Yes – these Sundays when he is not around. I still am not really getting use to it – And I’m not sure if this feeling will ever go away, either.

Apres Ski Conversations

Things come to my mind at odd times. Old memories can be stirred from an activity that I’m doing. Or places that I am visiting (both new and old places).

L'Hotel Horizon Bar

Apres ski bar of L’Hotel Horizon (Sutton, QC)

Over a shared bottle of wine with my husband, between appetizers and our main course, he started to talk about his ski patrol days… of how sometimes he misses it but does not miss the commitment level he had to put in every weekend just to be able to afford skiing.

L'Hotel Horizon Terrace

View from our room in the Auberge.

I told him I don’t fully understand this concept – not that I disagree with it, it’s just not something I have been through. The closest I’ve ever been to that level of intense team work was during my dragon boating days. And while I have no regrets of those days, I don’t miss it. I see it as a different part of my life – one that I’m over with. And that’s always been my case. I do something until I’m ready to move on to another phase of my life. I never realized this about myself until I had this conversation.

L'Hotel Horizon Lounge

Auberge louge for reading and board games

And so these times of regrets for me are far and few. I will work hard to get to a level I am satsified of achieving and then it’s on to something else. I wonder if this will happen with snowboarding? It is getting harder and harder on my body with age. And as frustrating as I get at it, I am not yet ready to give-up for downhill skiing.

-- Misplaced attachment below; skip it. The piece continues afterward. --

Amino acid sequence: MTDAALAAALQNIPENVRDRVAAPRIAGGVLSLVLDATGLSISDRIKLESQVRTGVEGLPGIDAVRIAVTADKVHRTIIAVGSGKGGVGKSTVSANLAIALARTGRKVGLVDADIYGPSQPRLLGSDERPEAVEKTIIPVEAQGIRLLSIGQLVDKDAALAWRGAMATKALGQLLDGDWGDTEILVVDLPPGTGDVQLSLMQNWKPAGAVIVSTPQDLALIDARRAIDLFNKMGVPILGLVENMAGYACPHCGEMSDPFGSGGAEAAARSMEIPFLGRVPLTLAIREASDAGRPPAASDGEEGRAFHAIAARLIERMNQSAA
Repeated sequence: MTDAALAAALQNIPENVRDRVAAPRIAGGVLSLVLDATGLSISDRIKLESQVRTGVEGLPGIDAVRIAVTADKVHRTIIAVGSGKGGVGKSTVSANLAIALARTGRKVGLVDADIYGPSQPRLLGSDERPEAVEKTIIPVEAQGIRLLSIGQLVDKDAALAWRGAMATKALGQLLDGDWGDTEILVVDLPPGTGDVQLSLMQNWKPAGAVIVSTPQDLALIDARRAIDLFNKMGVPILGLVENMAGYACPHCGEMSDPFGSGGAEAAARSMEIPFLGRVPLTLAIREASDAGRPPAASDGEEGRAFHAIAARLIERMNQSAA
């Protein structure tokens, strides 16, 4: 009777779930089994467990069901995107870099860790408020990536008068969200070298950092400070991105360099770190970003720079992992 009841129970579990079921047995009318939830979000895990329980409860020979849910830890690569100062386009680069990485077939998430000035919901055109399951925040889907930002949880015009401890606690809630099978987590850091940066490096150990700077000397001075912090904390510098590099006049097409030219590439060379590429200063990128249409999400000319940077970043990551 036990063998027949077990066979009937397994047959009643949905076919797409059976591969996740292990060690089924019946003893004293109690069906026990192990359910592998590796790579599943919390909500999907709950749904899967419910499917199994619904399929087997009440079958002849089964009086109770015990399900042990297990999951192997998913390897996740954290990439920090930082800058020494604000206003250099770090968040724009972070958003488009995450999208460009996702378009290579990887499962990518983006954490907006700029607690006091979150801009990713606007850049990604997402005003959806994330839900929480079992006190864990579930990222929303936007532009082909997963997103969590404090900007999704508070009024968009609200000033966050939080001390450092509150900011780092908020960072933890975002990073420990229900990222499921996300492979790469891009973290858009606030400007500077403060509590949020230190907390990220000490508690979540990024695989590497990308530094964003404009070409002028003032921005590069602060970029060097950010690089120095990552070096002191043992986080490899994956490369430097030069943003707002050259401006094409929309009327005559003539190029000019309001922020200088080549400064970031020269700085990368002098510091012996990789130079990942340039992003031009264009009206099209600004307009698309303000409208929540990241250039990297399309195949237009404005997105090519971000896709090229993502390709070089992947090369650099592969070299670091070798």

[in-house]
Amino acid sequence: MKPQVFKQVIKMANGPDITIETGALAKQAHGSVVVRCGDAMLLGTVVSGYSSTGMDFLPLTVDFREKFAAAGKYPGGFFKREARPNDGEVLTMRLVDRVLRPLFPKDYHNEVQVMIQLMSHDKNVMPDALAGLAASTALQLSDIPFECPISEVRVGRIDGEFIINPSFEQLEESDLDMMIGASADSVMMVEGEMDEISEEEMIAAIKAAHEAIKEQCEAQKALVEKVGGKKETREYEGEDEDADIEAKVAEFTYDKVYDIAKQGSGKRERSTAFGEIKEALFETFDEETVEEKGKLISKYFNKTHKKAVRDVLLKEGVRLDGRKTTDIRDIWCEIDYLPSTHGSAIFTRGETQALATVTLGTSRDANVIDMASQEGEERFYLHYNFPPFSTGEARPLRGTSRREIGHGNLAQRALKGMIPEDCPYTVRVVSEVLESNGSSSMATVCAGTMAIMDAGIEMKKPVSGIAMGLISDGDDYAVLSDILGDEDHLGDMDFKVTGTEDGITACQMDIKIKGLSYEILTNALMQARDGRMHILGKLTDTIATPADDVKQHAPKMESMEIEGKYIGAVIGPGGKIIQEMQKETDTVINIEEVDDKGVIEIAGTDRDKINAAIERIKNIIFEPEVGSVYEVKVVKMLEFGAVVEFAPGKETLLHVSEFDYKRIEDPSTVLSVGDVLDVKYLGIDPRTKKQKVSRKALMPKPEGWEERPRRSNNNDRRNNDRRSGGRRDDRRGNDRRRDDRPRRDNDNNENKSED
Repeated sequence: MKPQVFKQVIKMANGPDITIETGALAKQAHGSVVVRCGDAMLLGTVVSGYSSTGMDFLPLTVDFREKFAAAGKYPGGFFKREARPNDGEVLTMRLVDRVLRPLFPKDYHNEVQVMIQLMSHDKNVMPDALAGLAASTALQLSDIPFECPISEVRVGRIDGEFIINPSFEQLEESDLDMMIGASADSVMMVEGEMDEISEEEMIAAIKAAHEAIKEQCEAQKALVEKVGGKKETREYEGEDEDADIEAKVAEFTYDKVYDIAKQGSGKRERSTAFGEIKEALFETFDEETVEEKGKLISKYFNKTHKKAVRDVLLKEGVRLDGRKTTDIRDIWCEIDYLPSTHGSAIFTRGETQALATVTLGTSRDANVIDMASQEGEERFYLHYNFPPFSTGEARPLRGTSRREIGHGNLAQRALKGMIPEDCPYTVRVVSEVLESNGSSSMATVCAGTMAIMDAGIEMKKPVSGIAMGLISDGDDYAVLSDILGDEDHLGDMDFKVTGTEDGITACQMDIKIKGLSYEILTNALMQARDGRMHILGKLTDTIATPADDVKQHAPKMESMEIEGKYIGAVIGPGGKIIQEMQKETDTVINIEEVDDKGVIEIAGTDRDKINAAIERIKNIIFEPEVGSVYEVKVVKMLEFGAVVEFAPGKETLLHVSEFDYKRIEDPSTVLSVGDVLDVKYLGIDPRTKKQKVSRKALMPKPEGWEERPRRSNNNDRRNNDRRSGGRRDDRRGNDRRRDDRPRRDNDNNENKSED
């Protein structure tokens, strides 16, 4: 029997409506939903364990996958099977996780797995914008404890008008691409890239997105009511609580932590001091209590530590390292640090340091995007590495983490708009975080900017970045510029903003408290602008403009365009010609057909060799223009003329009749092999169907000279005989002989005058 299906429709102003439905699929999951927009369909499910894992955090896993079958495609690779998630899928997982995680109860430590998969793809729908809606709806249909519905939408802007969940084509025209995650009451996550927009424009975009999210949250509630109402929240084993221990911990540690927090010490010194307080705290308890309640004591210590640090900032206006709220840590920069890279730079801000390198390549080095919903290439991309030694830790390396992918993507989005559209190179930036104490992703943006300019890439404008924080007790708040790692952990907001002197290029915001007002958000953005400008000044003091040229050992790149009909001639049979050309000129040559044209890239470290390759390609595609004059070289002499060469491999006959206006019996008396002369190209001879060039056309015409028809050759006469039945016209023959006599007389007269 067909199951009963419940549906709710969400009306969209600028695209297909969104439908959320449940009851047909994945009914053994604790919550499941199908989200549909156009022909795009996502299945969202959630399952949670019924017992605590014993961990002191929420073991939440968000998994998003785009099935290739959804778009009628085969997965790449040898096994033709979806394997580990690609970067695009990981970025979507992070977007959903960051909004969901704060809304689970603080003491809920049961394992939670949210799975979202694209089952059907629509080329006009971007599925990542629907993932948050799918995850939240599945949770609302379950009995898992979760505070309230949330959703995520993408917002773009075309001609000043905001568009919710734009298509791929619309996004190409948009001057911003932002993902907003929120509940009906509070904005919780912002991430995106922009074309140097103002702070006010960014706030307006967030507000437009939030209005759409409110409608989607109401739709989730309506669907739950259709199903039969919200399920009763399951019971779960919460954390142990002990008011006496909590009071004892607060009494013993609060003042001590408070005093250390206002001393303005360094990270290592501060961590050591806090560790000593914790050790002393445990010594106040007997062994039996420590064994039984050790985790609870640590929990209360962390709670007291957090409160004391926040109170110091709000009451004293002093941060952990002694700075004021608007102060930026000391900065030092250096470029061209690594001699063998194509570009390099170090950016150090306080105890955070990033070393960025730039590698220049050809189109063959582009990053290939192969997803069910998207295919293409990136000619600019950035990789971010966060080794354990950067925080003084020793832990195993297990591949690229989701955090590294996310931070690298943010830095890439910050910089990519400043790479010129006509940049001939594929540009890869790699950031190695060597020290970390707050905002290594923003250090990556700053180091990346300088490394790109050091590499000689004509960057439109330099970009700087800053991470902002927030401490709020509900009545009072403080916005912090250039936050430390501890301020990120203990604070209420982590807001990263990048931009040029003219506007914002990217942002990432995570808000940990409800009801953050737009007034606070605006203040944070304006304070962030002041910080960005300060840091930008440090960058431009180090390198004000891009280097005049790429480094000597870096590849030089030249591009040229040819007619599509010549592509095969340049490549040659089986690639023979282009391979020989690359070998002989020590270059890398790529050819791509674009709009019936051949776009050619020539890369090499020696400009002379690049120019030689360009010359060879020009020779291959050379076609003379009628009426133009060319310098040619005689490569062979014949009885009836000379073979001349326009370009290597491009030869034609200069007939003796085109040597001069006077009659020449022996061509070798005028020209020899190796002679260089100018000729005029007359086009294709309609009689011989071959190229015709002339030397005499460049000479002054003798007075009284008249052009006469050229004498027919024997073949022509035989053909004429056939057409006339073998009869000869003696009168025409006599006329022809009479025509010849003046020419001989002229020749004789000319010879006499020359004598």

Le Cafetier

Le Cafetier – wonderful French cafe in Sutton, QC

But I do have regrets. And for some reason, I suppose it is because Doug brought up his days of ski patrolling, where I started to remember Tamara.

Chaeli then asked who Tamara was. So I told her, “She was daddy’s ex-girlfriend. From before mommy.” I added the last statement in quickly to avoid any confusion on my daughter’s part.

Le Cafetier

The fantastic, fresh, organic ingredients – so delish!

I was then finding myself filled with regret. And so, perhaps from 1/3rd bottle of red wine I had in me by then, I said to my daughter, “I regret not getting to know Tamara more.”

She looked at me perplexed, “Why? Wouldn’t that have been awkward anyway?”

“Yes, it was awkward between Tamara and I when we first met. But she tried. I didn’t. I let my insecurities get the best of me. And saw her as a threat.”

“But why does it matter now?”

Le Cafetier

Local artists are supported by Le Cafeteir – such as this gorgeous, mosaic, stained glass window

Chaeli was still very young at the time. Not even in pre-school when we got the call. Doug got the call, actually – from a former ski-patroller. When Doug hung up, I knew something was not right. I asked him what was wrong and he whispered, “Tamara… she took her own life.”

Now, I’m not saying that had I had not allowed my walls to block her out, that her and I would have become good friends. Or that had we had become friends, I would have been able to do something to ensure her life did not end so early and so tragically.

She suffered from mental health disorder. And she tried to overcome it. But even with her life filled with love, a huge community and all the great volunteer work she did, nothing could end her suffering.

I regret for selfish reasons. I know now, as I look back and remember her through clearer eyes and more confidence of who I am, that she was a good person. Who would have touched my life much more had I given her a chance (given myself a chance, that is).

So when it comes to people I can have regrets. Through my actions or no actions at all. I do and can have regrets.